She said that the proposed Education Roadmap Act aims to produce Filipino graduates who are well-rounded and competitive, amid the rapidly changing demands of industries and the knowledge-based global economy.

“Aside from acquiring the so-called ‘four Cs’ of 21st Century skills – namely, critical thinking, communication, collaboration, and creativity – this bill is primarily aimed to help our students regain our edge in English proficiency, which we are fast losing,” she emphasized.

“English proficiency is a vital skill that has made Filipino workers and professionals in demand abroad, and has prompted multinational companies to invest heavily in the country’s IT-Business Process Management industry (IT-BPM),” she noted.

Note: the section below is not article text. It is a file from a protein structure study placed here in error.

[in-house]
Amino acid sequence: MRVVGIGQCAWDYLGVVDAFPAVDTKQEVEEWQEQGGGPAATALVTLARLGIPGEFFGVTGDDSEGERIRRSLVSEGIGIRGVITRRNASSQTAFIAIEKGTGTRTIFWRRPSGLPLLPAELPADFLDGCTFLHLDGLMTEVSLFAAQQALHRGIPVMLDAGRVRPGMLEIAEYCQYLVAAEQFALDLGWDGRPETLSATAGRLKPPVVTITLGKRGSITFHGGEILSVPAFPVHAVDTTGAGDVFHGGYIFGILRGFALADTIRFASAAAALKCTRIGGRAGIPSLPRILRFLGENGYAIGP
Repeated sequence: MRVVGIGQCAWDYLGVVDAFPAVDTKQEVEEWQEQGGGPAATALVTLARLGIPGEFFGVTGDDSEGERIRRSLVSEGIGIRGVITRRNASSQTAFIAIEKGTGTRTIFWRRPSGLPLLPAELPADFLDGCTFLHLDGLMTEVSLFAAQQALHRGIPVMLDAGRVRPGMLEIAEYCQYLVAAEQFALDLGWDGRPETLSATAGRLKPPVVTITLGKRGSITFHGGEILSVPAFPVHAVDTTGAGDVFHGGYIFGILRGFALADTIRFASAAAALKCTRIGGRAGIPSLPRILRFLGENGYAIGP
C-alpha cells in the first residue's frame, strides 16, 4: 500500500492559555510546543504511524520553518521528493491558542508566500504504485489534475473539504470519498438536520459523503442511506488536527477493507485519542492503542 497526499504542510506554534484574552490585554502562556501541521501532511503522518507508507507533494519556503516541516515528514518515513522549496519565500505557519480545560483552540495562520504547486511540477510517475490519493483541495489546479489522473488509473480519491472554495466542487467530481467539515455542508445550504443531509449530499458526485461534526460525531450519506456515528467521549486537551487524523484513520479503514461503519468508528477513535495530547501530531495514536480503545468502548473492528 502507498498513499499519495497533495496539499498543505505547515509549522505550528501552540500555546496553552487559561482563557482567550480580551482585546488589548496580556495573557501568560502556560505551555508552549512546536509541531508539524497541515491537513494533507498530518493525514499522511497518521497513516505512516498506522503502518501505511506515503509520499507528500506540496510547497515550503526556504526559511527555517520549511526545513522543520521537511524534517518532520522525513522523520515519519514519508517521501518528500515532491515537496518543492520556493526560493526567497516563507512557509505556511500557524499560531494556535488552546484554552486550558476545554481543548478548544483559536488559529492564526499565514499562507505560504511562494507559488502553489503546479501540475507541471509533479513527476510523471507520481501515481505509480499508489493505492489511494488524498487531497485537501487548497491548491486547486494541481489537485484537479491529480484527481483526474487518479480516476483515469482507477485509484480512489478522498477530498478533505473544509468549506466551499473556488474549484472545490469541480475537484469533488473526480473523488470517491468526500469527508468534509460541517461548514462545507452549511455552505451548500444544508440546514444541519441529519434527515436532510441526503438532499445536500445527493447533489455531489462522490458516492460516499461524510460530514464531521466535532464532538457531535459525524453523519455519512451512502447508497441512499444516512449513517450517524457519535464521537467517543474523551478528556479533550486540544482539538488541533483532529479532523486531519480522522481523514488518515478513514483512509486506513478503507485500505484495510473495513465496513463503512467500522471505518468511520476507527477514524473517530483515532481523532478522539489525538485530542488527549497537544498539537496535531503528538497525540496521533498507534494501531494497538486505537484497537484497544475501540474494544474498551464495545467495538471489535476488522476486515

For the health sector, Cayetano emphasized legislation on two fronts: strengthening our healthcare structure, and sustaining support for our medical frontliners, particularly our nurses, who comprise the backbone of our health system.

It is for these reasons that Cayetano filed the bill establishing the country’s own Center for Disease Control and Prevention or PH CDC, and proposed amendments to the Philippine Nursing Act.

To recall, it was Cayetano who principally sponsored RA 9711, the 2009 law that established the Philippines’ own Food and Drug Administration, or PH FDA – which currently plays a key role in the government’s pandemic response.

Similarly, she is pushing for the establishment of the PH CDC as the Department of Health’s lead agency for the early detection of emerging diseases, and to formulate response measures for public health emergencies.